Background Zenker's diverticulum (ZD) is a rare disorder but is associated with significant morbidity. Cricopharyngeal (CP) myotomy is the mainstay of treatment, and various flexible endoscopic techniques have been used for division of the septum. However, there is a constant need for improvement in accessories. Objective To evaluate the safety and effectiveness of a new electrocautery endoscopic scissor for CP myotomy in patients with symptomatic ZD. Design Observational human study. Setting Tertiary-care hospital. Patients This study involved 3 patients with symptomatic ZD. Intervention Flexible endoscopic CP myotomy was performed by using a novel scissors-type grasping device. CP myotomy involved 4 steps: (1) opening of the forceps, (2) grasping the muscle fiber, (3) closure of the forceps with application of gentle traction, and (4) dissection of muscle fibers by using cutting current. Intraprocedural bleeding was controlled with the same instrument by grasping vessels and applying coagulation current. Main Outcome Measurements Overall feasibility and performance, procedure time to achieve complete CP myotomy. Results CP myotomy was successfully performed in all patients. Mean procedure time was 10.6 minutes. There were no major adverse events. Minor intraprocedure bleeding occurred in 1 patient. Limitations Single arm, limited number of patients. Conclusion The new instrument has potential advantages in comparison with standard instruments used for CP myotomy. The advantages of this new technique are better control of cutting and hemostatic abilities. Copyright © 2013 by the American Society for Gastrointestinal Endoscopy. Source


Talukdar R.,Asian Institute of Gastroenterology | Inoue H.,Showa University | Reddy D.N.,Asian Institute of Gastroenterology
Surgical Endoscopy and Other Interventional Techniques | Year: 2015

Background: Peroral endoscopic myotomy (POEM) is an evolving therapeutic modality for achalasia. We aim to determine efficacy of POEM for the treatment of achalasia and compare it with laparoscopic Heller’s myotomy (LHM). Materials and methods: Systematic review and meta-analyses was conducted on 19 studies using POEM for achalasia. Pubmed, Medline, Cochrane, and Ovid databases, were searched using the terms ‘achalasia’, ‘POEM’, ‘peroral endoscopic myotomy’, ‘per oral endoscopic myotomy’, and ‘per-oral endoscopic myotomy’. Reduction in Eckhart’s score and lower esophageal sphincter (LES) pressure were the main outcome measures. Results: A total of 1,045 patients underwent POEM in 29 studies. Ninety patients undergoing POEM was compared with 160 undergoing LHM in five studies. Nineteen and 14 studies, respectively, evaluated for Eckhart’s score and LES pressure. There was significant reduction in Eckhart’s score and LES pressure with effect sizes of −7.95 (p < 0.0001) and −7.28 (p < 0.0001), respectively. There was significant heterogeneity among the studies [(Q = 83.06; I2 = 78.33 %; p < 0.0001) for Eckhart’s score and (Q = 61.44; I2 = 75.68 %; p < 0.0001) for LES pressure]. There were no differences between POEM and LHM in reduction in Eckhart’s score, post-operative pain scores and analgesic requirements, length of hospital stay, adverse events, and symptomatic gastroesophageal reflux/reflux esophagitis. Operative time was significantly lower for POEM. Conclusions: POEM is effective for achalasia and has similar outcomes as LHM. Multicenter randomized trials need to be conducted to further compare the efficacy and safety of POEM between treatment naïve achalasia patients and those who failed treatment. © 2014, Springer Science+Business Media New York. Source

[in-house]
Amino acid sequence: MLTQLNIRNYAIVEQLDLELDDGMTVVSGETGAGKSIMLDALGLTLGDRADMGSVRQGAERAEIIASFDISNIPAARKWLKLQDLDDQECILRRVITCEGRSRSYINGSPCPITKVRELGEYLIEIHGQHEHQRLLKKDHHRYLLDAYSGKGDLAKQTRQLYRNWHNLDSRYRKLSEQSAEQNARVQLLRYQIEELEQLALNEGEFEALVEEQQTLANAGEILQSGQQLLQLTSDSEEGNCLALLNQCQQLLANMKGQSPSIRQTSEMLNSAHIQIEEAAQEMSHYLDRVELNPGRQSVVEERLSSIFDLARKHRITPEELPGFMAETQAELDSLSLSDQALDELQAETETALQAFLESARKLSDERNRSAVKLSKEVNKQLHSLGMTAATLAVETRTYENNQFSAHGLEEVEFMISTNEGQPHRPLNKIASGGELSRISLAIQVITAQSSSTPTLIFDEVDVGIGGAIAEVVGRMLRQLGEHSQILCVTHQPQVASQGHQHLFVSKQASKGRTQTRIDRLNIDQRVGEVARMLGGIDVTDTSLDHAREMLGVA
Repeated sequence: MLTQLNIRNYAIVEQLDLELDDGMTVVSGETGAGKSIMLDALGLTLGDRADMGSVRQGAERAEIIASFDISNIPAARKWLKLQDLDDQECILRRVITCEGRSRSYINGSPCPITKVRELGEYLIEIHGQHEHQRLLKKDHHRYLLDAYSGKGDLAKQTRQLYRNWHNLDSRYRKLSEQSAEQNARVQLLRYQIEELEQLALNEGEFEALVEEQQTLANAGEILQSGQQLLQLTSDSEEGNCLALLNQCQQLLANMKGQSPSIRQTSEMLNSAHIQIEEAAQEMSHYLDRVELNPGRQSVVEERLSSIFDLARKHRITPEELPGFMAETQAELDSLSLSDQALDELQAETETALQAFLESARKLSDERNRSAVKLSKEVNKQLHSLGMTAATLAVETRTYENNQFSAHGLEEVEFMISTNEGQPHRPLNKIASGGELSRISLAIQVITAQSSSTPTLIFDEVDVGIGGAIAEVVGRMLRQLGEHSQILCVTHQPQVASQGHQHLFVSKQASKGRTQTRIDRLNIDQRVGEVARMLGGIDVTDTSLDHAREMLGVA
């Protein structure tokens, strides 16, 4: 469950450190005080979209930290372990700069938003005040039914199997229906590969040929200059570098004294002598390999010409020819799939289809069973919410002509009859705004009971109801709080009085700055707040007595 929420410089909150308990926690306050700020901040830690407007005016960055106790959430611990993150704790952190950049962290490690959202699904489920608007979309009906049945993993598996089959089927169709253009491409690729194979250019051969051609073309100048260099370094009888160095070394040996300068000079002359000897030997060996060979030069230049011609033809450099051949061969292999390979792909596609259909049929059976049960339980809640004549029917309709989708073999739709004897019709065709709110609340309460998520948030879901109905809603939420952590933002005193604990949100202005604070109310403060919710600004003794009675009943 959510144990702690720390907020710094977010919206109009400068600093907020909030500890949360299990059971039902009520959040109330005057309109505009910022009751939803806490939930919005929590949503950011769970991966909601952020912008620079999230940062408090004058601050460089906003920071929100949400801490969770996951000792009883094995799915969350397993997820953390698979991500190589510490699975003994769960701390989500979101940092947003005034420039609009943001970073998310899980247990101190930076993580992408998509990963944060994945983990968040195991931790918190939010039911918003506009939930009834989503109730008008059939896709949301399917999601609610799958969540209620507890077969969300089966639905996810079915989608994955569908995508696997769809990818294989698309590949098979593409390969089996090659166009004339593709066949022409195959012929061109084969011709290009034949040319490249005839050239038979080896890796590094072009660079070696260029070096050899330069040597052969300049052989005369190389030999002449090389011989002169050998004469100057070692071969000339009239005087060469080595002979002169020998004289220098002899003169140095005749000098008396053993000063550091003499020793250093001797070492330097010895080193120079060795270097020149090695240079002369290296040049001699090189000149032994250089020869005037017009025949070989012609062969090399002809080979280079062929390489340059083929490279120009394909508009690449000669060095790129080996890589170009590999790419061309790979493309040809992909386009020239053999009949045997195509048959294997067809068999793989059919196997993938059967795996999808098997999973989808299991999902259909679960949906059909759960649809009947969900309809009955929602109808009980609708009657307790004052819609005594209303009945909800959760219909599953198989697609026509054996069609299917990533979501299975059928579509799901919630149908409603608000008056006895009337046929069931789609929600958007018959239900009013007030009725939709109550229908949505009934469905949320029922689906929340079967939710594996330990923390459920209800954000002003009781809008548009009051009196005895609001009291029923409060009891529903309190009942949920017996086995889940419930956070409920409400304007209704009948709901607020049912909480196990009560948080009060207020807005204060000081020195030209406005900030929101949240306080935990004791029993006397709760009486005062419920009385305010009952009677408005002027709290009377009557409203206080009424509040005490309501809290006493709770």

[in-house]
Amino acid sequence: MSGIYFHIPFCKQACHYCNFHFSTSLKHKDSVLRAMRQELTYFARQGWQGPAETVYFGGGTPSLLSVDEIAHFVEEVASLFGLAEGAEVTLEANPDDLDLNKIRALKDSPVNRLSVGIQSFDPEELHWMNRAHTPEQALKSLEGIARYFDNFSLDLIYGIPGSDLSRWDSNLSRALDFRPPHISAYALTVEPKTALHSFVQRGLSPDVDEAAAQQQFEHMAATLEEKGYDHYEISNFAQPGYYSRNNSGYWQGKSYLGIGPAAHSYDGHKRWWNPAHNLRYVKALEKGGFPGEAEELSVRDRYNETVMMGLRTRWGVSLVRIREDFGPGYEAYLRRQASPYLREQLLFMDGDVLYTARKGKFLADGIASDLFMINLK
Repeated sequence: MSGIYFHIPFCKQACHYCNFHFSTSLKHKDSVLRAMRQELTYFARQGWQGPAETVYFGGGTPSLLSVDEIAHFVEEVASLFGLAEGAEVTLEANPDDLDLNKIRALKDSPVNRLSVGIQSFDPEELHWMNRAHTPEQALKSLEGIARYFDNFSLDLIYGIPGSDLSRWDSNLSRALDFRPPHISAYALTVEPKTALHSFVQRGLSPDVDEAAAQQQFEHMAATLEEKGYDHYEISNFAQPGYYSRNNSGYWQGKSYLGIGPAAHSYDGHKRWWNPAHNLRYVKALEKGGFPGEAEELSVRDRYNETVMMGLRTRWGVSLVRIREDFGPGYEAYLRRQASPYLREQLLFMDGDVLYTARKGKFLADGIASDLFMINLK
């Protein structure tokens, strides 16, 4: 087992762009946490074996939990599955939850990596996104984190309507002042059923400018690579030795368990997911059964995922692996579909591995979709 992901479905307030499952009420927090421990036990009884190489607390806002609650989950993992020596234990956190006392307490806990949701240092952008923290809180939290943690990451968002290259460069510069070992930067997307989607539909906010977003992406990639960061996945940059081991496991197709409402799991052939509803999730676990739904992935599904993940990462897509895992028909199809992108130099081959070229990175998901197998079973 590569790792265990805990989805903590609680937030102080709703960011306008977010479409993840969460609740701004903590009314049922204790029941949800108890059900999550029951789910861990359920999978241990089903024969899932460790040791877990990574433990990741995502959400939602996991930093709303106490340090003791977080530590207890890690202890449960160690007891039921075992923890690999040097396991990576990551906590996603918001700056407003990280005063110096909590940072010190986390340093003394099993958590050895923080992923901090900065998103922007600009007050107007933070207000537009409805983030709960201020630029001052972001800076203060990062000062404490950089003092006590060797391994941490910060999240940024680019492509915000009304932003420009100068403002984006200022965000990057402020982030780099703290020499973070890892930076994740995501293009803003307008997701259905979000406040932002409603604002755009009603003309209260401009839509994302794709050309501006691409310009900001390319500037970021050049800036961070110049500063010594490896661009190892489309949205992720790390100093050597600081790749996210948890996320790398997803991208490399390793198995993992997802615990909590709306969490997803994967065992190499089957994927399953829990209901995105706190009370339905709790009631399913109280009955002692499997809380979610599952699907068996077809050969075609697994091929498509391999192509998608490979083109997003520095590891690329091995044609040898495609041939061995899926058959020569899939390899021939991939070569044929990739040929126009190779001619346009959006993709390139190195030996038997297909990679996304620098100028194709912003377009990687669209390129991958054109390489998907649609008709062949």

Gupta R.,Asian Institute of Gastroenterology | Reddy D.N.,Asian Institute of Gastroenterology
Journal of Hepato-Biliary-Pancreatic Sciences | Year: 2011

Endoscopic stenting is an effective treatment option in the management of both benign biliary strictures and pancreatic ductal strictures. Plastic stents and selfexpandable metal stents have been used with variable success for the management of both benign biliary strictures and pancreatic ductal strictures caused by chronic pancreatitis. Fully covered self-expandable metal stents of improved design represent a major technological advance which has added to the endoscopic armamentarium. Both multiple plastic stents and covered self-expandable metal stents have shown promising results. However, data to support the use of self-expandable metal stents over multiple plastic stents or vice versa are still lacking. © Japanese Society of Hepato-Biliary- Pancreatic Surgery and Springer 2011. Source